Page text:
Soapy where Hitchcock’s interpretation was stiff, the film is beautiful and hurried and eager to be liked by everyone in a way that will only lead to trouble. It dutifully respects Manderley’s past, while at the same time revitalizing that drafty mausoleum with an Instagram-ready sheen.

Variety

Variety

press

For about three-quarters of the running time, Rebecca does a respectable job of navigating between respect for the source and establishing its own distinct identity. And then, at precisely the moment where it stands to make a few enlightened improvements . . . this Rolls-Royce of an adaptation veers off the road.

Flicks

Flicks, Amelia Berry

flicks

Ben Wheatley’s Rebecca is not a remake. The director has insisted that, rather than remaking Alfred Hitchcock’s 1940 masterpiece, he has drawn directly from Daphne du Maurier’s original 1938 novel. Somehow, though, this only serves to make this choice of material all the more baffling, as Wheatley eschews both Hitchcock’s Freudian psychodrama and Daphne du Maurier’s gothic desperation in favour of glossy romance and costume drama pomp.

Stuff

Stuff

press

While its sumptuous cinematography and fabulous production design means this is certainly not without its charms, this Rebecca feels both a little rushed and muddled.

Vulture

Vulture

press

The leads set the tone for this unfortunate waste of time, heralding a series of issues that reflect poorly not only on this ugly retread but on much of Hollywood’s recent output as a whole.

A.V. Club

A.V. Club

press

Manderley is in part a state of mind. In this Rebecca, that state is exasperating boredom.

Empire Magazine

Empire Magazine

press

This is Ben Wheatley on a different register: a bigger scale, a more mainstream approach. There’s much to like — but the shadow of Alfred Hitchcock looms large.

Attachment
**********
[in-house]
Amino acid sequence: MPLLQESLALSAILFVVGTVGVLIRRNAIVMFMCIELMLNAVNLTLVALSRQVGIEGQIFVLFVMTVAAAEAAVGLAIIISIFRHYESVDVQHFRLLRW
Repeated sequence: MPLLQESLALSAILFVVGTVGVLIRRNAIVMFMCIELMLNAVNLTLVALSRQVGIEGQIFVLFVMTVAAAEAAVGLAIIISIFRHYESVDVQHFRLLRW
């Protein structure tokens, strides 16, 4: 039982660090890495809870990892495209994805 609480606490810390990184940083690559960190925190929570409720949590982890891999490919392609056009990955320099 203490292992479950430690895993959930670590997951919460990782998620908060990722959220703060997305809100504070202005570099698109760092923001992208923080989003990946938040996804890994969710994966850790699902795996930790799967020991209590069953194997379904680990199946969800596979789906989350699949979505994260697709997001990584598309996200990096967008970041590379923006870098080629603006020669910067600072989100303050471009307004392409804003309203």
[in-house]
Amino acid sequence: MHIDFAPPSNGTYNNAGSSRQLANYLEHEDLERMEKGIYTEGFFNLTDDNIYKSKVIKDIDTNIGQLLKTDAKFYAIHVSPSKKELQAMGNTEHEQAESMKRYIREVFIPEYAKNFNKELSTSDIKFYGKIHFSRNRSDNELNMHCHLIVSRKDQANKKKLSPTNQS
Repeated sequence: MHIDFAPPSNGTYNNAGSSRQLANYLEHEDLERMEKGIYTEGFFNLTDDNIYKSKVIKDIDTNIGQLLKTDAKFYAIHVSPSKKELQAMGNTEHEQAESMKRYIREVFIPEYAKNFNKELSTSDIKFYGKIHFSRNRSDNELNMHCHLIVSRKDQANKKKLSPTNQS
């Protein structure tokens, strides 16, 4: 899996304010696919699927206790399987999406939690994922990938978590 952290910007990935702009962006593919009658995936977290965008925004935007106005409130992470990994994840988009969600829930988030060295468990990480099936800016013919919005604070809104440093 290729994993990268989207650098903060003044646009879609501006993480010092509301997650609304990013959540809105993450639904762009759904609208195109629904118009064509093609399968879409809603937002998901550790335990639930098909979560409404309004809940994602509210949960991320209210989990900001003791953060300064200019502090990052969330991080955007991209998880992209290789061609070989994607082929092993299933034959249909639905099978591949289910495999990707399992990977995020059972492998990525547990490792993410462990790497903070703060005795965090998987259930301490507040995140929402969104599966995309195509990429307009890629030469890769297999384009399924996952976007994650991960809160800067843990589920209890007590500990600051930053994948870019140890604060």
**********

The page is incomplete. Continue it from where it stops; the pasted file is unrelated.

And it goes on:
Total Film

Total Film

press

Handsome, risk-taking Netflix remake sacrifices suspense for sweeping sadness.

Entertainment Weekly

Entertainment Weekly

press

With or without that hallowed history, it's hard not to feel the lack of something in director Ben Wheatley's lush, ponderous update — the most obvious thing, perhaps, being Laurence Olivier and Joan Fontaine.

RogerEbert.com

RogerEbert.com

press

Treating Rebecca as a traditional period piece romance-melodrama doesn't go at all far enough. Clint Mansell's score more often than not has nothing to do with what's onscreen.

Chicago Tribune

Chicago Tribune

press

The pretty, empty, emotionally frictionless and touch-free new Rebecca adaptation may suit the pandemic dictates for social distancing, but the drama fails to spark.

The Guardian

The Guardian

press

Rebecca 2.0 is sometimes quite enjoyable in all its silliness and campiness and brassiness, and in some ways, gets closer to the narrative shape of the original novel than the Hitchcock film, which rather truncated the third act.

Los Angeles Times

Los Angeles Times

press

The filmmakers seem curiously at sea over the purpose of their assignment, possessing neither the patience to plunge headlong into the story’s familiar depths nor the radicalism to reinvent it entirely.

Slant Magazine

Slant Magazine

press

The film is a pretty bauble of a thing that ticks off the story’s shock revelations in an efficient, if not particularly surprising, fashion.

Hollywood Reporter

Hollywood Reporter

press

Earlier films like Sightseers and Free Fire suggested Ben Wheatley might have the mordant wit to tackle a work forever associated with sardonic genre maestro Alfred Hitchcock. But in place of atmosphere and suspense, he delivers blandly glossy melodrama.

IndieWire

IndieWire

press

Soapy where Hitchcock’s interpretation was stiff, the film is beautiful and hurried and eager to be liked by everyone in a way that will only lead to trouble. It dutifully respects Manderley’s past, while at the same time revitalizing that drafty mausoleum with an Instagram-ready sheen.

Variety

Variety

press

For about three-quarters of the running time, Rebecca does a respectable job of navigating between respect for the source and establishing its own distinct identity. And then, at precisely the moment where it stands to make a few enlightened improvements . . . this Rolls-Royce of an adaptation veers off the road.